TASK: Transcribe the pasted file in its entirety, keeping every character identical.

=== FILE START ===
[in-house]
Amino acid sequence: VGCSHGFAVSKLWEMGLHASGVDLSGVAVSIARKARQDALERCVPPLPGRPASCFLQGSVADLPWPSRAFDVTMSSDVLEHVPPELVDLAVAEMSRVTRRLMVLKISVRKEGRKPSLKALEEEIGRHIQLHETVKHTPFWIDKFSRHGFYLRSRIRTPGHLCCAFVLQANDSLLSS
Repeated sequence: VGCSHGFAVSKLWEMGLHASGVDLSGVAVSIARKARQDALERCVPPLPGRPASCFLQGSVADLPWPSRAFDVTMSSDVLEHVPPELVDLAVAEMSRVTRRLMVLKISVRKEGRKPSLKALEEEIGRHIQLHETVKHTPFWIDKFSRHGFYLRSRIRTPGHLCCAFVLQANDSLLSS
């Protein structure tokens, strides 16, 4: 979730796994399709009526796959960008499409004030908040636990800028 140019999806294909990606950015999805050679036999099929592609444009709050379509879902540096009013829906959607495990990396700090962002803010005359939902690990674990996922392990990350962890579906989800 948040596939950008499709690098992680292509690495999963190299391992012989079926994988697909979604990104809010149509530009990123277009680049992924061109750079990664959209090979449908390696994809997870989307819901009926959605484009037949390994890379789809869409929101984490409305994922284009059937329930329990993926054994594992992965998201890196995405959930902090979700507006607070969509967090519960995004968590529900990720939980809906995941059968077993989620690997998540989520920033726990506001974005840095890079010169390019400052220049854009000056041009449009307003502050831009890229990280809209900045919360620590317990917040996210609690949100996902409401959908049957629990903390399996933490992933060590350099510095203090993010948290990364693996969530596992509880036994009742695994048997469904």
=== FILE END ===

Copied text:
[in-house]
Amino acid sequence: VGCSHGFAVSKLWEMGLHASGVDLSGVAVSIARKARQDALERCVPPLPGRPASCFLQGSVADLPWPSRAFDVTMSSDVLEHVPPELVDLAVAEMSRVTRRLMVLKISVRKEGRKPSLKALEEEIGRHIQLHETVKHTPFWIDKFSRHGFYLRSRIRTPGHLCCAFVLQANDSLLSS
Repeated sequence: VGCSHGFAVSKLWEMGLHASGVDLSGVAVSIARKARQDALERCVPPLPGRPASCFLQGSVADLPWPSRAFDVTMSSDVLEHVPPELVDLAVAEMSRVTRRLMVLKISVRKEGRKPSLKALEEEIGRHIQLHETVKHTPFWIDKFSRHGFYLRSRIRTPGHLCCAFVLQANDSLLSS
């Protein structure tokens, strides 16, 4: 979730796994399709009526796959960008499409004030908040636990800028 140019999806294909990606950015999805050679036999099929592609444009709050379509879902540096009013829906959607495990990396700090962002803010005359939902690990674990996922392990990350962890579906989800 948040596939950008499709690098992680292509690495999963190299391992012989079926994988697909979604990104809010149509530009990123277009680049992924061109750079990664959209090979449908390696994809997870989307819901009926959605484009037949390994890379789809869409929101984490409305994922284009059937329930329990993926054994594992992965998201890196995405959930902090979700507006607070969509967090519960995004968590529900990720939980809906995941059968077993989620690997998540989520920033726990506001974005840095890079010169390019400052220049854009000056041009449009307003502050831009890229990280809209900045919360620590317990917040996210609690949100996902409401959908049957629990903390399996933490992933060590350099510095203090993010948290990364693996969530596992509880036994009742695994048997469904």